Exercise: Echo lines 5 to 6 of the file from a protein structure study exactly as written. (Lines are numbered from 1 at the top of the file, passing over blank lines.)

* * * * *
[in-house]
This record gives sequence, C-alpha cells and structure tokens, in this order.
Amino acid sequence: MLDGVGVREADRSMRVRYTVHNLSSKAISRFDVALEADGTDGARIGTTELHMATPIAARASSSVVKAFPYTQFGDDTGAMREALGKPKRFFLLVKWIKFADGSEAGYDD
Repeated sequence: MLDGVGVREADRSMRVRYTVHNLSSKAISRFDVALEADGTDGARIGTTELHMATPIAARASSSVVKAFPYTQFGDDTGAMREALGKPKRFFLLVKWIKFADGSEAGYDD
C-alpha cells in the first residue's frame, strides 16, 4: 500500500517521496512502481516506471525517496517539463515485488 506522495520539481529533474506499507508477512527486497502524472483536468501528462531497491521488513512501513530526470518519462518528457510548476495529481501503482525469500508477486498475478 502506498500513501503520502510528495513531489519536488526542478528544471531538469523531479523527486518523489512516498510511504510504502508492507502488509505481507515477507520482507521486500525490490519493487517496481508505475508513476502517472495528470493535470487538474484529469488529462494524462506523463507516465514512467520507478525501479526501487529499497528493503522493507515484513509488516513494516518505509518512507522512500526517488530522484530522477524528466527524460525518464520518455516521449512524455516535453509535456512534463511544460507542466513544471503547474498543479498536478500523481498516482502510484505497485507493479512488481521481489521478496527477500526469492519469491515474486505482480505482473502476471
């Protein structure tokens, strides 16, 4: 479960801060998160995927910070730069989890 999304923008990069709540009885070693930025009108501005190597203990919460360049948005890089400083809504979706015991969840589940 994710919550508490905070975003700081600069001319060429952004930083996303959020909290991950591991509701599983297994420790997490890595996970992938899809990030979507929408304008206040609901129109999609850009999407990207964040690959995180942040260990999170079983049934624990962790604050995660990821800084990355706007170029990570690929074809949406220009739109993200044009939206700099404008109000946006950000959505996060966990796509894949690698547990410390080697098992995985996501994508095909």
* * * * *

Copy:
C-alpha cells in the first residue's frame, strides 16, 4: 500500500517521496512502481516506471525517496517539463515485488 506522495520539481529533474506499507508477512527486497502524472483536468501528462531497491521488513512501513530526470518519462518528457510548476495529481501503482525469500508477486498475478 502506498500513501503520502510528495513531489519536488526542478528544471531538469523531479523527486518523489512516498510511504510504502508492507502488509505481507515477507520482507521486500525490490519493487517496481508505475508513476502517472495528470493535470487538474484529469488529462494524462506523463507516465514512467520507478525501479526501487529499497528493503522493507515484513509488516513494516518505509518512507522512500526517488530522484530522477524528466527524460525518464520518455516521449512524455516535453509535456512534463511544460507542466513544471503547474498543479498536478500523481498516482502510484505497485507493479512488481521481489521478496527477500526469492519469491515474486505482480505482473502476471
């Protein structure tokens, strides 16, 4: 479960801060998160995927910070730069989890 999304923008990069709540009885070693930025009108501005190597203990919460360049948005890089400083809504979706015991969840589940 994710919550508490905070975003700081600069001319060429952004930083996303959020909290991950591991509701599983297994420790997490890595996970992938899809990030979507929408304008206040609901129109999609850009999407990207964040690959995180942040260990999170079983049934624990962790604050995660990821800084990355706007170029990570690929074809949406220009739109993200044009939206700099404008109000946006950000959505996060966990796509894949690698547990410390080697098992995985996501994508095909």